This introduction sets the stage for four papers on Nicholas Wolterstorff's Justice: Rights and Wrongs , written by Harold Attridge, Oliver O'Donovan, Richard Bernstein, and myself. In his book, Wolterstorff defends an account of human rights. The first section of this introduction distinguishes Wolterstorff's account of rights from the alternative account of rights against which he contends. The alternative account draws much of its power from a historical narrative according to which theory and politics supplanted earlier ways of thinking (...) about justice. The second section sketches that narrative and Wolterstorff's counter-narrative. The third section draws together the main points of Wolterstorff's own account. (shrink)
The "System of Pragmatic Idealism" is of special importance for Nicholas Rescher's philosophical work, because here he has presented the systematic approach at once. Dedicated to his 70th birthday a group of European and U.S-american philosophers discuss the main topics of Rescher's philosophical system. The contributions which are presented here for the first time and Nicholas Rescher's responses cover the most important topics of philosophy and give a deep anddetailed insight into the strenght of Rescher's pragmatic idealism. This (...) volume is of interest for philosophers studying Rescher's philosophy and for all those who are interested in systematic philosophy and the vividnes of pragmatism and idealism in present philosophy. (shrink)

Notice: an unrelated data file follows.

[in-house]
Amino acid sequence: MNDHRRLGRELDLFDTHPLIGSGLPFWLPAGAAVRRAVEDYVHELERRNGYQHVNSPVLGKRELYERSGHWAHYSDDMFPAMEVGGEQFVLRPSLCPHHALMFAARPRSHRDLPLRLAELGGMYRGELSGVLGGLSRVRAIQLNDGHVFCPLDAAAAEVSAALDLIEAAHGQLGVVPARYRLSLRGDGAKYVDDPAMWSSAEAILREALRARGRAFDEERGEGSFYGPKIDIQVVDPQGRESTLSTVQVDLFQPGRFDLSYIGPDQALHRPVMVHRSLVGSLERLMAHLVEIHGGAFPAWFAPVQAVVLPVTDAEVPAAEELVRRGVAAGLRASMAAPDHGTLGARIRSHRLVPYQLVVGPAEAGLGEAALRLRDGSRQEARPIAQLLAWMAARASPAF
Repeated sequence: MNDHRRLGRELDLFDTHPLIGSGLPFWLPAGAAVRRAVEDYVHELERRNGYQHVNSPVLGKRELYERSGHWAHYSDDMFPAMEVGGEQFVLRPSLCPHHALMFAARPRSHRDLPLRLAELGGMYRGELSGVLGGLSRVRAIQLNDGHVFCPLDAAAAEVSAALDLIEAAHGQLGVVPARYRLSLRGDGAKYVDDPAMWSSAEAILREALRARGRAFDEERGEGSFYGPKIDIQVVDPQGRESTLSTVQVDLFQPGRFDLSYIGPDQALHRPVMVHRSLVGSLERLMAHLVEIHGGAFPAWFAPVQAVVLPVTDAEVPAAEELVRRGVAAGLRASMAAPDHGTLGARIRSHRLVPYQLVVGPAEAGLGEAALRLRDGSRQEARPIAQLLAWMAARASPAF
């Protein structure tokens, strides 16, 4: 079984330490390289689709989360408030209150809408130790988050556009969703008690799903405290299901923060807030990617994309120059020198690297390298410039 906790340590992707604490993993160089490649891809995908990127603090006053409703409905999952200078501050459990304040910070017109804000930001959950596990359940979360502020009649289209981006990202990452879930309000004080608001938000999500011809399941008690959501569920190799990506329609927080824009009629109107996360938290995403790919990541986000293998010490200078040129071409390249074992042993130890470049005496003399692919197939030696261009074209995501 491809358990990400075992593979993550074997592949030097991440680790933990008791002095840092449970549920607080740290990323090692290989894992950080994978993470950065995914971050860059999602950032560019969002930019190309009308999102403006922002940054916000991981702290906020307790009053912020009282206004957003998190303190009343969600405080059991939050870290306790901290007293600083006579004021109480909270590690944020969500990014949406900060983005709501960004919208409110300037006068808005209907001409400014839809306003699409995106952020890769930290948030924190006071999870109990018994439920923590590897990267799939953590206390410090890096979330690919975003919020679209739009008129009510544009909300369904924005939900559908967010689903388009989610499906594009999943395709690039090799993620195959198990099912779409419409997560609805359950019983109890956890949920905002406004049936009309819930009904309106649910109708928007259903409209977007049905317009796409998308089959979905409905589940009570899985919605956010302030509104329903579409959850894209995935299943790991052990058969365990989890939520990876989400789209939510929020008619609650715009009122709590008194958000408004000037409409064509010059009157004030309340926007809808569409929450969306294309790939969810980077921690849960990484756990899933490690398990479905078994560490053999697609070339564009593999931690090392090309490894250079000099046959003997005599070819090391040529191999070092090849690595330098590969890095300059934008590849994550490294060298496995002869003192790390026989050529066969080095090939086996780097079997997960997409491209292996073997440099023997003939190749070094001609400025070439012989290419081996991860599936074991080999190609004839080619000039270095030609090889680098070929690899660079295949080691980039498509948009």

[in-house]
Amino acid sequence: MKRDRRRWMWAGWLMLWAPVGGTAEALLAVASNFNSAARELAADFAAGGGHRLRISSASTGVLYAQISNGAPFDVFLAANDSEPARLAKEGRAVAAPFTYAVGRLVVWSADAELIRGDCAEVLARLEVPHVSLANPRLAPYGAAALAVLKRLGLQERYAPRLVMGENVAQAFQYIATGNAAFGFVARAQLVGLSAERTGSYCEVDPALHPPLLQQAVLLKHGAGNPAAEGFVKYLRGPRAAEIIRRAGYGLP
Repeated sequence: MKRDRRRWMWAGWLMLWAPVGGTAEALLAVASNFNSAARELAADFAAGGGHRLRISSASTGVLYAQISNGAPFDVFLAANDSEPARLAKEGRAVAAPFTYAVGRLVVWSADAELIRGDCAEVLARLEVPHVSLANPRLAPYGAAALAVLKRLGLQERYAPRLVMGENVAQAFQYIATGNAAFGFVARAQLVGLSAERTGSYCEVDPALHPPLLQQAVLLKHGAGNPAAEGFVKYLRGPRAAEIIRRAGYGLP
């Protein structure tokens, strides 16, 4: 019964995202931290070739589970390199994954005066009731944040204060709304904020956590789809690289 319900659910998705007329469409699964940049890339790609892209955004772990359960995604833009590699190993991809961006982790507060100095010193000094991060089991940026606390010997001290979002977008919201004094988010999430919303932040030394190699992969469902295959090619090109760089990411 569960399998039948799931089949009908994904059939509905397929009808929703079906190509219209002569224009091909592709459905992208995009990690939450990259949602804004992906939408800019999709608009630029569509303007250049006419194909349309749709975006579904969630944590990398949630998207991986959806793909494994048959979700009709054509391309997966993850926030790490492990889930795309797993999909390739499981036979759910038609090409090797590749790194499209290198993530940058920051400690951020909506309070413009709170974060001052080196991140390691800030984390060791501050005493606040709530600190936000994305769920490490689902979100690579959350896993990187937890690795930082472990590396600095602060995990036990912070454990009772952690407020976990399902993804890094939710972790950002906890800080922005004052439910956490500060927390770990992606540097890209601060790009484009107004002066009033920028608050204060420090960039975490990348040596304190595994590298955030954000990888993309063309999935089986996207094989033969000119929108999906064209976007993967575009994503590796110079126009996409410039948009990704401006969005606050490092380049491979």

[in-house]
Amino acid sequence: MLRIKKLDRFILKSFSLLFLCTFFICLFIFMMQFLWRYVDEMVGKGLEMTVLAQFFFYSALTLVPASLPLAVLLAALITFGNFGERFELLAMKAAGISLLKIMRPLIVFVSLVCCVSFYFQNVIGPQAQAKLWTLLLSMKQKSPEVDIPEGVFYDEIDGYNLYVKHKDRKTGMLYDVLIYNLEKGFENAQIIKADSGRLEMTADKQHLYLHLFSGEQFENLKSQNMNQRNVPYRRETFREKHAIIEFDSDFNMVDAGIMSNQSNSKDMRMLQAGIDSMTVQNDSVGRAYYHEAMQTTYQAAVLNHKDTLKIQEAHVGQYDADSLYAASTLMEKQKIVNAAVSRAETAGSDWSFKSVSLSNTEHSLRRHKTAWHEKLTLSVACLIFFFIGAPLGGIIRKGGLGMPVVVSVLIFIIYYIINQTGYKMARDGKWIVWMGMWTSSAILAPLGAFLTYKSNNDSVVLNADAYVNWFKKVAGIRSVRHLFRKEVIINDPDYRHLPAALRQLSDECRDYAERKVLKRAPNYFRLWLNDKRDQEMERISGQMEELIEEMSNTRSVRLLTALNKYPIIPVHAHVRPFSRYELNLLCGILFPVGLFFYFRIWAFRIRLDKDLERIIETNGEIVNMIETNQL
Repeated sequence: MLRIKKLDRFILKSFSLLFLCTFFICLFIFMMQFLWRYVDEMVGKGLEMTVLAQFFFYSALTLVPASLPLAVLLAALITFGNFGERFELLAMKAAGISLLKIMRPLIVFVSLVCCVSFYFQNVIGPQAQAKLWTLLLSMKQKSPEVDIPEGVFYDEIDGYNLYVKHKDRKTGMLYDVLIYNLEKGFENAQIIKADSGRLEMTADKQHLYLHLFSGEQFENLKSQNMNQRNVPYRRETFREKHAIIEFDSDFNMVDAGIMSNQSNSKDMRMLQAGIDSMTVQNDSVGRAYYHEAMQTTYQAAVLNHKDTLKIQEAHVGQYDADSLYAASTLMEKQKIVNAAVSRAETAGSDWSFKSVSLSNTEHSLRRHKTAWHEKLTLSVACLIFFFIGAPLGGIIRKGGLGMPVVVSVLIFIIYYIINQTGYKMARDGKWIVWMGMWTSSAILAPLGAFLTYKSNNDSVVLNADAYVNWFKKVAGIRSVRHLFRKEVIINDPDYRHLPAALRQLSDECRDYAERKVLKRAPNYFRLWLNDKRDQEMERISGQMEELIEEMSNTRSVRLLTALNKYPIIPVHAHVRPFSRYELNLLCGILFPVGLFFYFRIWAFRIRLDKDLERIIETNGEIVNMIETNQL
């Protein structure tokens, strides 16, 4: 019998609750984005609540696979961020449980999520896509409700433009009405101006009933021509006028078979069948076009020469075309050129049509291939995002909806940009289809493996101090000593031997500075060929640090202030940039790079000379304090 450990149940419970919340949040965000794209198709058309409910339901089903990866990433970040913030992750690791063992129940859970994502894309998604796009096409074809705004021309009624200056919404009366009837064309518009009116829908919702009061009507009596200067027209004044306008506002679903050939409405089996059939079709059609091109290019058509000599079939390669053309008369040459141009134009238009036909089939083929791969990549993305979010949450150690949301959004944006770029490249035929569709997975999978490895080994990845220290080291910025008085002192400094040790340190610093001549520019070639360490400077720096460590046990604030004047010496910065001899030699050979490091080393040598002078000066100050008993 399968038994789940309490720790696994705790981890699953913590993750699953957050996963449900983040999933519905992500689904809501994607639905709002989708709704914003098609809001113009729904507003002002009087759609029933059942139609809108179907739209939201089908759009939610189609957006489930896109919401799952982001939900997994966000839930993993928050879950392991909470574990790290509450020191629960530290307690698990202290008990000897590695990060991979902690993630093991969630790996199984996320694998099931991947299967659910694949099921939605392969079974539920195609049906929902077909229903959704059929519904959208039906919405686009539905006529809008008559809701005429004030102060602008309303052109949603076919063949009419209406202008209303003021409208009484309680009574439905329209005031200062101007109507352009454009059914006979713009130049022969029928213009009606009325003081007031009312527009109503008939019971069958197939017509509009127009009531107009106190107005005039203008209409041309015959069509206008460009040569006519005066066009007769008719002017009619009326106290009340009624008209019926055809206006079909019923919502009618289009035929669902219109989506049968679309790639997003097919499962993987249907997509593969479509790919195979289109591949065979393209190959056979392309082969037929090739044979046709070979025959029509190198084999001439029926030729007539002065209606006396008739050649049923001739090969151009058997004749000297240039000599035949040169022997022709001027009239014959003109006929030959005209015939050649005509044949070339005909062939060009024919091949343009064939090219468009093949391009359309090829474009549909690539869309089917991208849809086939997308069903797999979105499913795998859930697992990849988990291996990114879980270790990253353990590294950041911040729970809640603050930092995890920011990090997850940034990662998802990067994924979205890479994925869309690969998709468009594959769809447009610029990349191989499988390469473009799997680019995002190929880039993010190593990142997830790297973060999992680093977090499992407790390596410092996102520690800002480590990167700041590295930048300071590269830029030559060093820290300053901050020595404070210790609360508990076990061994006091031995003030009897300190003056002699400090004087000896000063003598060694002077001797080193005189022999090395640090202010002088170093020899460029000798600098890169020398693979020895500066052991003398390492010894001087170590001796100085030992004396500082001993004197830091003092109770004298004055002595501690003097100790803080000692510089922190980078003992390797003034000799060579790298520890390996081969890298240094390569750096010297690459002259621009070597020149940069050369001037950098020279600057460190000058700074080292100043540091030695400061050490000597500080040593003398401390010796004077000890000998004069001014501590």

Three problems are raised for Nicholas Georgalis’s recent work: a problem with regard to the supposed noninferential knowledge of minimal content, a problem with the “necessary condition” Georgalis stipulates for the legitimate application of a first-person methodology to a science of the mind, and a problem with regard to denying phenomenal content to intentional acts.